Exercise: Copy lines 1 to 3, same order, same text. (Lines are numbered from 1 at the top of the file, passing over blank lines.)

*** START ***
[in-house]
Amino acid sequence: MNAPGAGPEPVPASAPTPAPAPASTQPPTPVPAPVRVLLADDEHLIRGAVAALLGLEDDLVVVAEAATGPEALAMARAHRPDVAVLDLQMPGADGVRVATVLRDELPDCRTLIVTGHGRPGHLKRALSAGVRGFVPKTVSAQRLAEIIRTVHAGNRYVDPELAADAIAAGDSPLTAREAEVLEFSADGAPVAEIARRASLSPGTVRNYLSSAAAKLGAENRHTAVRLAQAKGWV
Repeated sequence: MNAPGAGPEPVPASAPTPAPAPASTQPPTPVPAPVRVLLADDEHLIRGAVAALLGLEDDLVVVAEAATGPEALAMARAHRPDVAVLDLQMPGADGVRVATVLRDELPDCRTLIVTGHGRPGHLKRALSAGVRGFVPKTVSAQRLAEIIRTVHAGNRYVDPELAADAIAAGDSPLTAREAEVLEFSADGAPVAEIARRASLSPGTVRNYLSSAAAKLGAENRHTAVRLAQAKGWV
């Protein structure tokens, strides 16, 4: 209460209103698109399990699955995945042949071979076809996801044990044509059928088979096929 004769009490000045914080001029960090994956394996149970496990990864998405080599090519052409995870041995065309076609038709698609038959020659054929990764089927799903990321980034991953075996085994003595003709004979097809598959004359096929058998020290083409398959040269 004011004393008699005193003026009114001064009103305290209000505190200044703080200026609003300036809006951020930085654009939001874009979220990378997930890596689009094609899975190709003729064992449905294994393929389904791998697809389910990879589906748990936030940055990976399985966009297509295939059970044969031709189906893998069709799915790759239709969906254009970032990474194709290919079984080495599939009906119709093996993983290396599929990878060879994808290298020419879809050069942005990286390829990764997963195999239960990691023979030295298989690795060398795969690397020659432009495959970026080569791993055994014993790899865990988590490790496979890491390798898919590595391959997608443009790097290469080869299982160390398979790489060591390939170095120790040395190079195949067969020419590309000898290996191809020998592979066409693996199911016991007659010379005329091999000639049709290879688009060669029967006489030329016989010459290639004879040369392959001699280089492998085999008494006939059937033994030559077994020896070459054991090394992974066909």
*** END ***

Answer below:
[in-house]
Amino acid sequence: MNAPGAGPEPVPASAPTPAPAPASTQPPTPVPAPVRVLLADDEHLIRGAVAALLGLEDDLVVVAEAATGPEALAMARAHRPDVAVLDLQMPGADGVRVATVLRDELPDCRTLIVTGHGRPGHLKRALSAGVRGFVPKTVSAQRLAEIIRTVHAGNRYVDPELAADAIAAGDSPLTAREAEVLEFSADGAPVAEIARRASLSPGTVRNYLSSAAAKLGAENRHTAVRLAQAKGWV
Repeated sequence: MNAPGAGPEPVPASAPTPAPAPASTQPPTPVPAPVRVLLADDEHLIRGAVAALLGLEDDLVVVAEAATGPEALAMARAHRPDVAVLDLQMPGADGVRVATVLRDELPDCRTLIVTGHGRPGHLKRALSAGVRGFVPKTVSAQRLAEIIRTVHAGNRYVDPELAADAIAAGDSPLTAREAEVLEFSADGAPVAEIARRASLSPGTVRNYLSSAAAKLGAENRHTAVRLAQAKGWV